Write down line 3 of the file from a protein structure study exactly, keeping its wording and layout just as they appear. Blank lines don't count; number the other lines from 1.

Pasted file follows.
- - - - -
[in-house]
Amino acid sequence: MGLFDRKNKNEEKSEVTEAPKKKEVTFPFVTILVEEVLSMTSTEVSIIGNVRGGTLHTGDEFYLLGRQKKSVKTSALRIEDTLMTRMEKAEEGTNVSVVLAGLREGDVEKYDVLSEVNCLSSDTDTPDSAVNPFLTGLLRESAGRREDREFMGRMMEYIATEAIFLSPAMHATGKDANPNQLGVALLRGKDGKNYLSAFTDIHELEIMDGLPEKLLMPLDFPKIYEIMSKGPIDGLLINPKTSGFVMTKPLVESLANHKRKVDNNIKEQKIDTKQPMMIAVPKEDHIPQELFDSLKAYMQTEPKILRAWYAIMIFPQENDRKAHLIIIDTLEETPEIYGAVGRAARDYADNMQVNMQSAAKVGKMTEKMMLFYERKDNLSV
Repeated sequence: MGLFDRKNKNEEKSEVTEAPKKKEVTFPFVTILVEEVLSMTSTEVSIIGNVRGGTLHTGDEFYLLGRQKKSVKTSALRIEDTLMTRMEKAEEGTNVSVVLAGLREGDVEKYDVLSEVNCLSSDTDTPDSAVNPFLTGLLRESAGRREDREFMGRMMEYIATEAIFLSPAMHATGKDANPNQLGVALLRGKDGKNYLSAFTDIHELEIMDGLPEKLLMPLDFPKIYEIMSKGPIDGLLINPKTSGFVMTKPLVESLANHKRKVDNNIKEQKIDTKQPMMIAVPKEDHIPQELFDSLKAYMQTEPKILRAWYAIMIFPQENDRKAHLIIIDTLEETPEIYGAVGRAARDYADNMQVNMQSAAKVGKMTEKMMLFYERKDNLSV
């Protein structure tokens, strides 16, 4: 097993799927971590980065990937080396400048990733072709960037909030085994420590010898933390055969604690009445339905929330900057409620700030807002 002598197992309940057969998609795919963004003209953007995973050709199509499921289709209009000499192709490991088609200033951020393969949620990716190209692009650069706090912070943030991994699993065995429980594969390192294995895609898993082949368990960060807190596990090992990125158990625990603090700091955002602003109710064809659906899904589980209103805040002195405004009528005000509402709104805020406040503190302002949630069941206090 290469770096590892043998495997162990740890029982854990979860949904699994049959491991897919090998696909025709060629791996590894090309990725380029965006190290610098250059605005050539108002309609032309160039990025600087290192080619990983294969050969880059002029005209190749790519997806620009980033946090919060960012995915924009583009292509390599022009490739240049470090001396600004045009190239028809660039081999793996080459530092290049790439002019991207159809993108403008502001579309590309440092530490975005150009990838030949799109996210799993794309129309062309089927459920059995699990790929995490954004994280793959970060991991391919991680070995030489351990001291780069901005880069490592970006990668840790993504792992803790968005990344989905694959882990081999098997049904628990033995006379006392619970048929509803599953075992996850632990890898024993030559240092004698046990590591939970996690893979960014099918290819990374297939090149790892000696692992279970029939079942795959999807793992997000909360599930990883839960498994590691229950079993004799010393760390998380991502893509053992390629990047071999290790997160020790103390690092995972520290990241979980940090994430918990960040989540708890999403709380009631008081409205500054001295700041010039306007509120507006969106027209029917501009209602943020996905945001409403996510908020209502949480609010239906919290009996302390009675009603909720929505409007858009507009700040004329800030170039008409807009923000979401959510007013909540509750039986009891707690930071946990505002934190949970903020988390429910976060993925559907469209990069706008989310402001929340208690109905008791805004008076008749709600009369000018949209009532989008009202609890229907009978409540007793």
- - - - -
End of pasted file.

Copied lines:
Repeated sequence: MGLFDRKNKNEEKSEVTEAPKKKEVTFPFVTILVEEVLSMTSTEVSIIGNVRGGTLHTGDEFYLLGRQKKSVKTSALRIEDTLMTRMEKAEEGTNVSVVLAGLREGDVEKYDVLSEVNCLSSDTDTPDSAVNPFLTGLLRESAGRREDREFMGRMMEYIATEAIFLSPAMHATGKDANPNQLGVALLRGKDGKNYLSAFTDIHELEIMDGLPEKLLMPLDFPKIYEIMSKGPIDGLLINPKTSGFVMTKPLVESLANHKRKVDNNIKEQKIDTKQPMMIAVPKEDHIPQELFDSLKAYMQTEPKILRAWYAIMIFPQENDRKAHLIIIDTLEETPEIYGAVGRAARDYADNMQVNMQSAAKVGKMTEKMMLFYERKDNLSV